Does this headline shock you? Frighten you? Does it conjure images of cells of the al Q operating in the land of the too open-minded where things like trafficking in fissionable material would probably get a pass?
Rest easy. The nuclear reaction in this case is fusion, not fission. The fission reaction, you will remember, was the star of The China Syndrome, as well as the tragedies of Hiroshima, Nagasaki, and Bikini Atoll. Today fission is the star of all commercial nuclear reactors that bring us our daily dose of Internet, TV, radio, and hair drying. The fusion reaction is the star of nothing. Yet.
Fusion stands as one of the great hopes for clean energy: a possible way to not muss up the planet but still feed our runaway energy appetite. It is considered safer because it doesn’t use fissionable material at all. That’s why it’s called “fusion” and not “fission.” Fusionable material is made up of cute little atoms like Hydrogen and Helium, rather than those big honking things like Uranium and Plutonium.
Does that make you feel safer? Maybe, what difference does the size of the atom make? There are hydrogen bombs at any rate, right? Yes, but not really: http://en.wikipedia.org/wiki/Hydrogen_bomb.
But besides that, there are lots of advantages of fusion over fission, environmentally speaking: http://www.firstscience.com/home/articles/big-theories/nuclear-fusion-energy-for-the-future_17006.html
So considering all that, it’s not surprising that there’s a cult of DIYers researching fusion in their basements and garages and back yards. They’re connected not by a desire to destroy the western world as we know and love it, but by their obsession with solving this last great puzzle. Lest you think these folks are nothing more than weirdo members of some secret alchemical society, be aware that the big boys–the governments of the world–are doing the math too. Apparently, those with the power and money take fusion very seriously.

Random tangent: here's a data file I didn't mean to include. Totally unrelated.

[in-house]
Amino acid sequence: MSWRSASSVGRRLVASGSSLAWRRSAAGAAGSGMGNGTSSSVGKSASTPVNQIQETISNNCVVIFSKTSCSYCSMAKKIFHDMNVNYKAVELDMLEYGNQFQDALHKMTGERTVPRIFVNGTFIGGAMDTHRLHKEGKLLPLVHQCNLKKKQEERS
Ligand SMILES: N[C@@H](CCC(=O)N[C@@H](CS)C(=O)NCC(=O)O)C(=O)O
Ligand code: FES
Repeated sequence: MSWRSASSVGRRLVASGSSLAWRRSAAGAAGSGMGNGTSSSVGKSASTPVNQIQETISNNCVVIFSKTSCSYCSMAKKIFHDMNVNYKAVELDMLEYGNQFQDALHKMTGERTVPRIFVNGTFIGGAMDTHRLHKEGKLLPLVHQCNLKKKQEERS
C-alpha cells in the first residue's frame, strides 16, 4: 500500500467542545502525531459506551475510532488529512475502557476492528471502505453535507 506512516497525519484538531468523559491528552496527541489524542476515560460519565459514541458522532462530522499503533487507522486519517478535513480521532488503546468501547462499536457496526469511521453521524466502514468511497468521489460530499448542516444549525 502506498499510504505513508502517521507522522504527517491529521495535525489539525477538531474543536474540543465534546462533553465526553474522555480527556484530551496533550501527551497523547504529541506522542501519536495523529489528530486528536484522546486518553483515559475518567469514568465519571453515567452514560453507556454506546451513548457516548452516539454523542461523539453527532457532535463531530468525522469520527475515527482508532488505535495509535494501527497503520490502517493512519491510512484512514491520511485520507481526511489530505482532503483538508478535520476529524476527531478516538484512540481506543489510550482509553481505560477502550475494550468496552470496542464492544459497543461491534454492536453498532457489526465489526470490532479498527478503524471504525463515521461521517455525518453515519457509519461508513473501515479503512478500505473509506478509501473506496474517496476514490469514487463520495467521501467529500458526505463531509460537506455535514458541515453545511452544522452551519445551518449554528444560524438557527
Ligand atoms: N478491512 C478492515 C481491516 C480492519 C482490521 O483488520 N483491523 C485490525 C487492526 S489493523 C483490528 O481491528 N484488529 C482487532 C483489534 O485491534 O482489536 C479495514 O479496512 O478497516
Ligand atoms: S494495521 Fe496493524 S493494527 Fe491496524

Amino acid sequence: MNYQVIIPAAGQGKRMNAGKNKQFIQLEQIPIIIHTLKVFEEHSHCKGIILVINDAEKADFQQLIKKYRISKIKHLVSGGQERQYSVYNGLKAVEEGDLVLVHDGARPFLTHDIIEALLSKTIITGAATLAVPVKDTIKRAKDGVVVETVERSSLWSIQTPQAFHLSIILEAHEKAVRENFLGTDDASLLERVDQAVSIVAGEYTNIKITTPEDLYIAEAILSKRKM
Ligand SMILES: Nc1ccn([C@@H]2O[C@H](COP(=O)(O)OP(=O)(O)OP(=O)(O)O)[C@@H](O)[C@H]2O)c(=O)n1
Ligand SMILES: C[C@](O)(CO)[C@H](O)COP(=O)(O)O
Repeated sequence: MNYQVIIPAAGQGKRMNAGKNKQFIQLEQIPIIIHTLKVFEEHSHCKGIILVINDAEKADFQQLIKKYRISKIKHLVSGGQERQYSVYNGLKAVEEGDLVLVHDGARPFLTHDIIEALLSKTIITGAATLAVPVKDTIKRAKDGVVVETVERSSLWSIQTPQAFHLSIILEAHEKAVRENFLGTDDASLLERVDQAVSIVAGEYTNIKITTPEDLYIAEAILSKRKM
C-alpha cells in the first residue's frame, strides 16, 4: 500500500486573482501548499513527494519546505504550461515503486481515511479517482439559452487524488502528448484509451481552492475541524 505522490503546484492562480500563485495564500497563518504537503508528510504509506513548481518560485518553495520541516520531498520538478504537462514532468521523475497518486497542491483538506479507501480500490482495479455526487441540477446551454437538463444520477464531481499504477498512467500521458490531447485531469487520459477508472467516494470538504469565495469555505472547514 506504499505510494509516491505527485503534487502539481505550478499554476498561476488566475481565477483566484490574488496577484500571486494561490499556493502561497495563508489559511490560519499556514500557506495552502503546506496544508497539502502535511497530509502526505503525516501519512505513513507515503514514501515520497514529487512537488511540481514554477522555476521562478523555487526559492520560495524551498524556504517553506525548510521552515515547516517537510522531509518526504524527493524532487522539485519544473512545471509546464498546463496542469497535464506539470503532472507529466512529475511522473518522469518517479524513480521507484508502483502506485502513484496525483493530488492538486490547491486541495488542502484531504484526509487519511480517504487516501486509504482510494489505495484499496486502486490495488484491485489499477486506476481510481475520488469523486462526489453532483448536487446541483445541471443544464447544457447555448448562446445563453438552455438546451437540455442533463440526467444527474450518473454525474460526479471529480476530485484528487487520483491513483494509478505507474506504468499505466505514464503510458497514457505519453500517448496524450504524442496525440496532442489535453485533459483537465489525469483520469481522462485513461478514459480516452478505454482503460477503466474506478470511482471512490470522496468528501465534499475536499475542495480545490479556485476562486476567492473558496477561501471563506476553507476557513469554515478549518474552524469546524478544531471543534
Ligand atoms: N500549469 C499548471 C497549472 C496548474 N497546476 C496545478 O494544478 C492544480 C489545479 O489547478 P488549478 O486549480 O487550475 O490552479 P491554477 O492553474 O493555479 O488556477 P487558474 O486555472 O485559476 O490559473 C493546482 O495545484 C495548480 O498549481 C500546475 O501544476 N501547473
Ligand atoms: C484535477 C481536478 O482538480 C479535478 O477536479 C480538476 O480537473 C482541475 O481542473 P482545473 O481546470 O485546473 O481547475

But the DIYers don’t want to wait around for them. And they’re not just crackpots hiding a cache of heliums and hydrogens next to the AK47s under the floorboards of the basement. They’re regular working stiffs with jobs and benefits and everything, who are tired of reading about the ills of the world and nobody doing nothing. They’re rising to the occasion and searching for a solution. While you and I are doing yet another in an endless stream of Sudoku puzzles, these folks are using their powers of logic to save the future.
Reminds me of the 70s when the tinkerers at that time were working up some decent solar panels and heat pumps. Everyone wrote them off as nutty survivalists, but look what their commitment in the face of derision has led to.
It’s a weird and wonderful world if you can just get past your cynicism and fear.
Sue Lange’s bookshelf at BVC